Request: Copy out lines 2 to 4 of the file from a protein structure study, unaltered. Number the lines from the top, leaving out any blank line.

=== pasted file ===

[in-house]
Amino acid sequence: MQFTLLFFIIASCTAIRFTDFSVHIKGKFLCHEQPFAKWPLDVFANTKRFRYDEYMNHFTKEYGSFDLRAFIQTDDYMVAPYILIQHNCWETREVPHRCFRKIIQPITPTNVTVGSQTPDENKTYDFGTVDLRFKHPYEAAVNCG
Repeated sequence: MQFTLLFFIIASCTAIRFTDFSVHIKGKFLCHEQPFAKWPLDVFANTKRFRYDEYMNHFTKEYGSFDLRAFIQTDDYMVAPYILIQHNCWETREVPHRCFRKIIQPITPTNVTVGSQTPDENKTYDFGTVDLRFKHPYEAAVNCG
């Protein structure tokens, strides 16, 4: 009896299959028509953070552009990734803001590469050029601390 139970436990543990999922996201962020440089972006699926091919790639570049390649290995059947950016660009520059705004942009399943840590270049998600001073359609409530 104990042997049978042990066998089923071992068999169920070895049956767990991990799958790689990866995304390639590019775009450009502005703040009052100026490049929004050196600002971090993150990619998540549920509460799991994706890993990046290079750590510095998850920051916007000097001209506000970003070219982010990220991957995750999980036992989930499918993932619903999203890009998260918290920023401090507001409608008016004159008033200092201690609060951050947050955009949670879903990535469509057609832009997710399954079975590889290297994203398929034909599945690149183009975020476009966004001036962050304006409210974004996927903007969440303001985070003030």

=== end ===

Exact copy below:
Amino acid sequence: MQFTLLFFIIASCTAIRFTDFSVHIKGKFLCHEQPFAKWPLDVFANTKRFRYDEYMNHFTKEYGSFDLRAFIQTDDYMVAPYILIQHNCWETREVPHRCFRKIIQPITPTNVTVGSQTPDENKTYDFGTVDLRFKHPYEAAVNCG
Repeated sequence: MQFTLLFFIIASCTAIRFTDFSVHIKGKFLCHEQPFAKWPLDVFANTKRFRYDEYMNHFTKEYGSFDLRAFIQTDDYMVAPYILIQHNCWETREVPHRCFRKIIQPITPTNVTVGSQTPDENKTYDFGTVDLRFKHPYEAAVNCG
């Protein structure tokens, strides 16, 4: 009896299959028509953070552009990734803001590469050029601390 139970436990543990999922996201962020440089972006699926091919790639570049390649290995059947950016660009520059705004942009399943840590270049998600001073359609409530 104990042997049978042990066998089923071992068999169920070895049956767990991990799958790689990866995304390639590019775009450009502005703040009052100026490049929004050196600002971090993150990619998540549920509460799991994706890993990046290079750590510095998850920051916007000097001209506000970003070219982010990220991957995750999980036992989930499918993932619903999203890009998260918290920023401090507001409608008016004159008033200092201690609060951050947050955009949670879903990535469509057609832009997710399954079975590889290297994203398929034909599945690149183009975020476009966004001036962050304006409210974004996927903007969440303001985070003030």